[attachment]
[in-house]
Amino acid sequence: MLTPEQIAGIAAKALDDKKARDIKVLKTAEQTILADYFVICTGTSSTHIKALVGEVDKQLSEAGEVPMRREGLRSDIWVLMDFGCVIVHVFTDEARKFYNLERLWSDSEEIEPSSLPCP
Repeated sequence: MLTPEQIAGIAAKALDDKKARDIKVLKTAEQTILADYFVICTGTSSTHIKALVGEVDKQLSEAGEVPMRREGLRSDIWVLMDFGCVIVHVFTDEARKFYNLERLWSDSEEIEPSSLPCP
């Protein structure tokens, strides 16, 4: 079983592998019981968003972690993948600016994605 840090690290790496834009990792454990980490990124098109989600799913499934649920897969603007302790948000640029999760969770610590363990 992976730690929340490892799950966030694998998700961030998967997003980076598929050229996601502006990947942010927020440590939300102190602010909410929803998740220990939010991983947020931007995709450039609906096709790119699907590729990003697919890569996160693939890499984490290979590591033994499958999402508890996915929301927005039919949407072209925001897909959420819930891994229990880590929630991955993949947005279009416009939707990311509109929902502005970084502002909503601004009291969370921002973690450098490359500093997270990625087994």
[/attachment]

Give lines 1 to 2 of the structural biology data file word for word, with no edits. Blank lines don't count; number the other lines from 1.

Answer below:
[in-house]
Amino acid sequence: MLTPEQIAGIAAKALDDKKARDIKVLKTAEQTILADYFVICTGTSSTHIKALVGEVDKQLSEAGEVPMRREGLRSDIWVLMDFGCVIVHVFTDEARKFYNLERLWSDSEEIEPSSLPCP